loss grieving loved one Nova Scotia Halifax Bedford

4. Cry 

There is a strange perception in our culture that we need to get over our loss and that things that remind us of our loss are bad. It’s as though somehow need to stop noticing that our lives have been altered and the sooner we “get over it”, the better.  

So many of the grieving people I work with are under the impression that they need to “move on” from their loss and that the sign that they talk less about their loved one and that they appear less visibly upset. 

Tears actually help us to release stress hormones, soothe our emotions and feel a lift in our mood, thanks to the production of oxytocin that accompanies them.  

5.Tell Stories

Unfortunately, many people who are grieving, find themselves facing “the elephant in the room”.  Friends, family and co-workers seem to be unsure how to talk to you all of a sudden!  Many seem afraid to mention anything remotely related to your loss, let alone address it directly.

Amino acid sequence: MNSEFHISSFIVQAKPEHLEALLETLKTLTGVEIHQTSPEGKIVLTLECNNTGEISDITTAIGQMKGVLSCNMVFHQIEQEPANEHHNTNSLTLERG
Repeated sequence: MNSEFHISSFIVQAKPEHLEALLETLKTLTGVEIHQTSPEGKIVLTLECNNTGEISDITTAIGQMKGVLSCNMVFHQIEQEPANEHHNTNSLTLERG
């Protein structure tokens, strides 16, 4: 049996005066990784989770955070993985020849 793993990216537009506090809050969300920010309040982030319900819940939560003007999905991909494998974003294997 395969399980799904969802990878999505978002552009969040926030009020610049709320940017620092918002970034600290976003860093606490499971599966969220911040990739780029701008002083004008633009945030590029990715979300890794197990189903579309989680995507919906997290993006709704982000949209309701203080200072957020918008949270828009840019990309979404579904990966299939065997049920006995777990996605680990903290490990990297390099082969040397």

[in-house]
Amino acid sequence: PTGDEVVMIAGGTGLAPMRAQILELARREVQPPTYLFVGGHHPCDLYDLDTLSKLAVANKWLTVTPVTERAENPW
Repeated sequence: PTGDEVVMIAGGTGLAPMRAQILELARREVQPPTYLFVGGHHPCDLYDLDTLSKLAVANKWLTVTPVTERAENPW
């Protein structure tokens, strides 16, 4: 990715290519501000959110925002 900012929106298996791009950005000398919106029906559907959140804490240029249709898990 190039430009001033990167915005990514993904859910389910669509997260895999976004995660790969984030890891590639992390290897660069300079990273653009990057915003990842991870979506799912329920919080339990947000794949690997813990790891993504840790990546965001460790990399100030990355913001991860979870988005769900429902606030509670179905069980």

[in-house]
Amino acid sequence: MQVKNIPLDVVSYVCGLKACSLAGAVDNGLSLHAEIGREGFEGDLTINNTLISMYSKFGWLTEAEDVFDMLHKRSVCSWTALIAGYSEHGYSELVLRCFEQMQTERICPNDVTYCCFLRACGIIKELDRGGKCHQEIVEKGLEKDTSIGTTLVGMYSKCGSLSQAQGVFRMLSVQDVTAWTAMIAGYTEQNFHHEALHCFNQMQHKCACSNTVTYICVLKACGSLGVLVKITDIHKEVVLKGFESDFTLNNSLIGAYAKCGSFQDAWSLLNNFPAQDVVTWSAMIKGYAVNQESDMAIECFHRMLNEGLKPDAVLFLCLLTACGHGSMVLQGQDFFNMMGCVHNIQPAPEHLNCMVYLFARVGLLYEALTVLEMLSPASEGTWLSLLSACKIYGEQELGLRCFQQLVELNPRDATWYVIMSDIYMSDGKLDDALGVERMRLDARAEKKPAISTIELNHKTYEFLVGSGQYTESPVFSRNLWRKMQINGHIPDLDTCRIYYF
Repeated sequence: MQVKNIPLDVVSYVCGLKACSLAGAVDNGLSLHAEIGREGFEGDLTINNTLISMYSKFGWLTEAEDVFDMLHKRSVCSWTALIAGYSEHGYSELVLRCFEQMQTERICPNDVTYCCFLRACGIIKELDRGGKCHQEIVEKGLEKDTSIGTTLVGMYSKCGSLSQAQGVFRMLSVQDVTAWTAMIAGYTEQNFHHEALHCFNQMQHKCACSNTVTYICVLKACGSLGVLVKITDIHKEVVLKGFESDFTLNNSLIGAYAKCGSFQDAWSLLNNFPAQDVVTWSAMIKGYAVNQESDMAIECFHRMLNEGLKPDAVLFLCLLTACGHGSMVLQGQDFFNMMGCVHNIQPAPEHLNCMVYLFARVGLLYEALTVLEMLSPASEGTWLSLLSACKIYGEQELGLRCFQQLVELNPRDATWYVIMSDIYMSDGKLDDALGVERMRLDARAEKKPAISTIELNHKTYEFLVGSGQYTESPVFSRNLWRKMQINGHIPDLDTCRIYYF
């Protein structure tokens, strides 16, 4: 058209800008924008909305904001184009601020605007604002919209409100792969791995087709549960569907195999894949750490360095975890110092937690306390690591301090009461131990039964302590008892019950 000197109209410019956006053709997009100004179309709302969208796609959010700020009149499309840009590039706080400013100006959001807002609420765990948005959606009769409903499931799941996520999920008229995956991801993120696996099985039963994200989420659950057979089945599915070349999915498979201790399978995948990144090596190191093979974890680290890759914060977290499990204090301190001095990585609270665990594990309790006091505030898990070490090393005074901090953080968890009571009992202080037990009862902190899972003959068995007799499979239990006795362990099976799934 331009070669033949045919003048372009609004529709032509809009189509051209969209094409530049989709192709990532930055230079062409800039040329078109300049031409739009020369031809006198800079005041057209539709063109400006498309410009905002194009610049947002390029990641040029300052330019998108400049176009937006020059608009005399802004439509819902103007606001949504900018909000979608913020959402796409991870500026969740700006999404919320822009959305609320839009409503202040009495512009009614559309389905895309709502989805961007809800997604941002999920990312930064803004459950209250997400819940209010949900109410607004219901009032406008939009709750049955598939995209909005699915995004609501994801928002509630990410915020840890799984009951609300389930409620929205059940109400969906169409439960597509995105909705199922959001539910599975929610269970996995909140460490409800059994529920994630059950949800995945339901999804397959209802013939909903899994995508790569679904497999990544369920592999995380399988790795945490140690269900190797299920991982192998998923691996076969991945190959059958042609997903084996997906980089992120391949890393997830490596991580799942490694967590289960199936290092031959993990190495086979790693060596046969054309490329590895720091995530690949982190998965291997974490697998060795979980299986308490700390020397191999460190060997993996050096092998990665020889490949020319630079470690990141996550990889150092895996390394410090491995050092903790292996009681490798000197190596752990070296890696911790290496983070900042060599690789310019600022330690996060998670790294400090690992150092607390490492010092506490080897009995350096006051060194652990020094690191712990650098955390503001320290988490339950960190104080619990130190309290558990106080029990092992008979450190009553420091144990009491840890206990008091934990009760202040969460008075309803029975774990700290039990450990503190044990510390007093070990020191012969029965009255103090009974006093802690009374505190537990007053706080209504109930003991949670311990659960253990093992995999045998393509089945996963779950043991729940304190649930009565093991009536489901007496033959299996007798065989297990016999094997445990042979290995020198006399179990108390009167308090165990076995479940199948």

Let me encourage you to find someone with whom you can share these stories.  If there is no one in your circle, experiment with journalling or drawing or writing your story as a means of remembering.  

Although grief has no particular stages, timeline or ending, it doesn’t mean that we will grieve in the same way forever. The people that we love and lose are forever engrained in our hearts and minds. 

Over time, the indescribable sorrow of grief morphs into a sort of bittersweet gratitude: still sad that we lost our loved one, but happy and grateful for the gift of sharing our life and time with them.

If you are struggling with grief and need support and guidance, don ‘t hesitate to reach out.  I offer free 15 minute consultation appointments so we can make sure we’ll be a good fit.  All of my appointments are being done online through a secure video platform or by phone for people who live anywhere in Nova Scotia.